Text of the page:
Andrew Lancel & Stephen Tompkinson in Stumped. Pamela Raith Photography.

STUMPED at Hampstead Theatre Downstairs | Review

I have very little understanding of the world of cricket, though I take some comfort in some of cricket’s fans and followers being as baffled as I am about certain ‘leg before wicket’ decisions. The Wikipedia entry on ‘lbw’ runs to more than 4,000 words, but I shall use two: it’s controversial. There is fairly extensive use of cricket terminology in the show – I assume ‘forty-six for two over sixteen’ or whatever the score Samuel Beckett (Stephen Tompkinson) says it is, is only good or bad relative to the other team’s performance.

Andrew Lancel and Stephen Tompkinson in Stumped. Pamela Raith Photography.
Andrew Lancel and Stephen Tompkinson in Stumped. Pamela Raith Photography.

Fundamentally, though, one need not purchase and peruse Cricket For Dummies to understand proceedings, which are more about Beckett and Harold Pinter’s (Andrew Lancel) theatrical styles, and without a fairly extensive knowledge of Beckett and Pinter’s works, some of the jokes in this play will just whizz past one’s head. There isn’t much to be learned about their personal histories and life stories, which is somewhat disappointing, frankly, given they are, as this unwieldy narrative would have it, waiting for some time for someone called Doggo. This is, of course, a rather lazy reference to the Beckett play Waiting For Godot. Suffice to say, this show is not an improvement on it. There are no prizes for guessing correctly whether Doggo turns up, but in the time available, we could have learned so much more about these men.

The Pinter equivalent scenario of waiting around is in his one-act play The Dumb Waiter. There are various literary references that permeate the dialogue, far beyond the playwrights’ own works, including Shakespeare quotes – and which play, act, scene and lines they come from – as well as Latin and Greek. The underlying theme of waiting, however, makes the show feel considerably longer than it is. I am still struggling to determine what the takeaway message is from the play, or even if there is one. Perhaps, of course, that it is pointless is precisely the point. But does that make for good theatre? The show doesn’t, ultimately, have much substance beyond cleverly lumping two very different but nonetheless renowned playwrights together and imagining whether they would find affinity with one another, or tear each other apart, or something in between: there’s not much else to enjoy or experience.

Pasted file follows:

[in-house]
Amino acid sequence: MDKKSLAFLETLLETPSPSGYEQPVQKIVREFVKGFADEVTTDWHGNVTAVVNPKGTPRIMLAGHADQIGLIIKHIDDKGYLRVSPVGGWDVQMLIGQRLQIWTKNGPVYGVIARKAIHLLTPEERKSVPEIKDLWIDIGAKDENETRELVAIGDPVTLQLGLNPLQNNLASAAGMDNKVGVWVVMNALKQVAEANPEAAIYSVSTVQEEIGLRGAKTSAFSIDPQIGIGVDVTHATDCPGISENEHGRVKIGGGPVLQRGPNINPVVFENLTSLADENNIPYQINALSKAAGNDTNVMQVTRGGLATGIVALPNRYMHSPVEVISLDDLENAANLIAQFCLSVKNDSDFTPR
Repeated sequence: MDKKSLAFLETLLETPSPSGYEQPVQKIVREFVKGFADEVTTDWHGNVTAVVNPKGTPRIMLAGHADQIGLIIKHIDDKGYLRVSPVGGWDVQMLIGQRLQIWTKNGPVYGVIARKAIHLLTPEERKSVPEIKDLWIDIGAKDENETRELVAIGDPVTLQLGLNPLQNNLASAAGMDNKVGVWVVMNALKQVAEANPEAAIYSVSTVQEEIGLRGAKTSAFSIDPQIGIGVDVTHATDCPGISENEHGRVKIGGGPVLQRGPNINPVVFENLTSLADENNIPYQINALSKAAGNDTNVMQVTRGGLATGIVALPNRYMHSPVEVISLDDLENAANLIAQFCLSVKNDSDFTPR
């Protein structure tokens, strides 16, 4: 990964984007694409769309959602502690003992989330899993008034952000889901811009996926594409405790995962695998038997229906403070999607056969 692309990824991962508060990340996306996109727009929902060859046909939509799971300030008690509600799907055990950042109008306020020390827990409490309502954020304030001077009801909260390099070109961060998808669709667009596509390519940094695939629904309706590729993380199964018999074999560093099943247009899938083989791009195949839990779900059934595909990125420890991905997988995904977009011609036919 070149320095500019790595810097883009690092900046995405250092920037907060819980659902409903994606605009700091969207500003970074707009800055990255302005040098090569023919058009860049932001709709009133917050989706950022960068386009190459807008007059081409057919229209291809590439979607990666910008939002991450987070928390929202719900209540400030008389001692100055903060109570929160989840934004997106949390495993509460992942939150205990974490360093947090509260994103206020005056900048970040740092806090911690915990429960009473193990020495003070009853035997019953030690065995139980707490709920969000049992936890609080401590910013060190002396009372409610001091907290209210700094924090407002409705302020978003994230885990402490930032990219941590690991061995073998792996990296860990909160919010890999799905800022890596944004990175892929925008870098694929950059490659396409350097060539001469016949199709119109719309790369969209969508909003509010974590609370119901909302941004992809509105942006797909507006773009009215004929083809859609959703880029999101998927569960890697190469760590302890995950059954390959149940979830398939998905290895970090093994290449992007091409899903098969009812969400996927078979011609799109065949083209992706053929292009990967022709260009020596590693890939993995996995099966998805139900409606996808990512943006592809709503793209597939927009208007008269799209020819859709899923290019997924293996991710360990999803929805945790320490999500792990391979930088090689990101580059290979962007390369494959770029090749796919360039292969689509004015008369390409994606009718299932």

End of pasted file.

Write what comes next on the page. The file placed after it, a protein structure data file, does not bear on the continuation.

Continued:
The near-total absence of biographical detail is a deliberate but bizarre choice – Beckett, for instance, joined the French Resistance during the Second World War. Pinter was a member of the Campaign for Nuclear Disarmament and in his later years spoke at Stop the War Coalition events. That, and so much else, would have been more substantial material than what is presented here. Instead, the audience hears one side of miscellaneous telephone calls. There isn’t much said, either, about how cricket and theatre interrelate. Pinter has a swollen leg, inasmuch as he struggles to put his shinpads on. Beckett expresses his reservations, and there may or may not be something to be said for carrying on despite being in pain. But must the show always go on?

There is, I suppose, beauty in relative mundanity. But with such theatrical titans who led very interesting lives being portrayed on stage, trying to derive pleasure from the small things in life feels like a wasted opportunity.

2-star

Review by Chris Omaweng

A game of cricket. Two of the greatest playwrights. And maybe even time for some tea.

Before Samuel Beckett became the playwright universally known for Waiting for Godot, he was a cricketer. He is still the only Nobel prize-winner to feature in the pages of Wisden as a first-class player. His friend and fellow Nobel prize-winner, Harold Pinter, whose best-known works include The Birthday Party and Betrayal, described cricket as ‘the greatest thing that God created on earth’.

ORIGINAL THEATRE PRESENTS
STUMPED
BY SHOMIT DUTTA
DIRECTED BY GUY UNSWORTH
Running time: 1 hour 10 minutes, with no interval

For God’s sake, let us sit upon the green and tell sad stories of the fall of batsmen…

16 JUN – 22 JUL 2023
https://www.hampsteadtheatre.com/

Buy Tickets

Similar Posts